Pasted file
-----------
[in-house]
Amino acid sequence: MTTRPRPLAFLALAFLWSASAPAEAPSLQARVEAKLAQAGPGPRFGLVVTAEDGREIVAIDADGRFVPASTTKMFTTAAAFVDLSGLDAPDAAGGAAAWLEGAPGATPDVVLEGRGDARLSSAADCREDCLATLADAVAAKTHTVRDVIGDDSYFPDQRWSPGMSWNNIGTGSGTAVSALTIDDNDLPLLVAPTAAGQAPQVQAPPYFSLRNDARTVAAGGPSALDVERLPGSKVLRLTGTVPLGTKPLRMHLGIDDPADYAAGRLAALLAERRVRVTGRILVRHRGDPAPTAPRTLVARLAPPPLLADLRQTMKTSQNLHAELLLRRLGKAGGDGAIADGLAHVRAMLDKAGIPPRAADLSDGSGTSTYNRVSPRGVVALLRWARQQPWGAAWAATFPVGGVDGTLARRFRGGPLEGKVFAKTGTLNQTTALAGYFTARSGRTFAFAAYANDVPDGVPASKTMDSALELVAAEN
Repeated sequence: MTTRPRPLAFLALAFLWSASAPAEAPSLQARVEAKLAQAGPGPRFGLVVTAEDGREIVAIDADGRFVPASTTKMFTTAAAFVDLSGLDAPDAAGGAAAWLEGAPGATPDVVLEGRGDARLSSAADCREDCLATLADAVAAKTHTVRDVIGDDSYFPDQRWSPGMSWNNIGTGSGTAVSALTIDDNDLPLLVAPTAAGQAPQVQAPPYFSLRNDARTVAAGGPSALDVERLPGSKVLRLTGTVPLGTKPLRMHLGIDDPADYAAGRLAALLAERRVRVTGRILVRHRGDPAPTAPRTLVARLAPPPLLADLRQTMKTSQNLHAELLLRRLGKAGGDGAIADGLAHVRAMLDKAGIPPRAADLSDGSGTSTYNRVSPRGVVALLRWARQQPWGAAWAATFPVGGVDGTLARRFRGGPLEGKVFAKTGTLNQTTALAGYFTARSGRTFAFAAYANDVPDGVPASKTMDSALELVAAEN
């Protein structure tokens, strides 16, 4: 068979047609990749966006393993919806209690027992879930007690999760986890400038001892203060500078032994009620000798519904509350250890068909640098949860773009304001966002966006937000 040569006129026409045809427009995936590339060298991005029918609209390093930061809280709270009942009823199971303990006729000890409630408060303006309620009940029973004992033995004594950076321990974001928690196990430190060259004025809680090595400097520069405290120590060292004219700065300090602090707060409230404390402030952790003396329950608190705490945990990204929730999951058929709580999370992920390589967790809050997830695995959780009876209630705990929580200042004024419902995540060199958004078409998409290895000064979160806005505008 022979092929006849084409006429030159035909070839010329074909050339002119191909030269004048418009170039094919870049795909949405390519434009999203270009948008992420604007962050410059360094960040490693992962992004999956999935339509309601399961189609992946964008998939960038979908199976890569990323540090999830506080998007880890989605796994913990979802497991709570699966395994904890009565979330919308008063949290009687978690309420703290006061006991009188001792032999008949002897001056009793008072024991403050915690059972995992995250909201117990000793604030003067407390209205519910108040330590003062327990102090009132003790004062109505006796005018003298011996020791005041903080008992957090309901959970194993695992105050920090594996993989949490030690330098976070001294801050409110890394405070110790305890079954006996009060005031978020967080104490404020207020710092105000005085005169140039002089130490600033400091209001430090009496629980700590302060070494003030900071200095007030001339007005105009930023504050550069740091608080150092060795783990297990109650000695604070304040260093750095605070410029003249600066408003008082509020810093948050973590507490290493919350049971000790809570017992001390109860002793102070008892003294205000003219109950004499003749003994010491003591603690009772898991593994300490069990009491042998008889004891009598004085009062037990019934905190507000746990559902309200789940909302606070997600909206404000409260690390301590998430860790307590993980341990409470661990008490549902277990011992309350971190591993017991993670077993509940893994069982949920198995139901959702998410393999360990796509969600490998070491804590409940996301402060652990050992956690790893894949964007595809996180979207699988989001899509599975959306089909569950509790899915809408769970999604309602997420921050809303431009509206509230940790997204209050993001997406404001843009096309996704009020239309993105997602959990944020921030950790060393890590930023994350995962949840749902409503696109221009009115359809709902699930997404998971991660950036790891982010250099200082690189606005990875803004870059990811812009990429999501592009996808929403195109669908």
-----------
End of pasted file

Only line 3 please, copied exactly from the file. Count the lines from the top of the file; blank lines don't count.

Repeated sequence: MTTRPRPLAFLALAFLWSASAPAEAPSLQARVEAKLAQAGPGPRFGLVVTAEDGREIVAIDADGRFVPASTTKMFTTAAAFVDLSGLDAPDAAGGAAAWLEGAPGATPDVVLEGRGDARLSSAADCREDCLATLADAVAAKTHTVRDVIGDDSYFPDQRWSPGMSWNNIGTGSGTAVSALTIDDNDLPLLVAPTAAGQAPQVQAPPYFSLRNDARTVAAGGPSALDVERLPGSKVLRLTGTVPLGTKPLRMHLGIDDPADYAAGRLAALLAERRVRVTGRILVRHRGDPAPTAPRTLVARLAPPPLLADLRQTMKTSQNLHAELLLRRLGKAGGDGAIADGLAHVRAMLDKAGIPPRAADLSDGSGTSTYNRVSPRGVVALLRWARQQPWGAAWAATFPVGGVDGTLARRFRGGPLEGKVFAKTGTLNQTTALAGYFTARSGRTFAFAAYANDVPDGVPASKTMDSALELVAAEN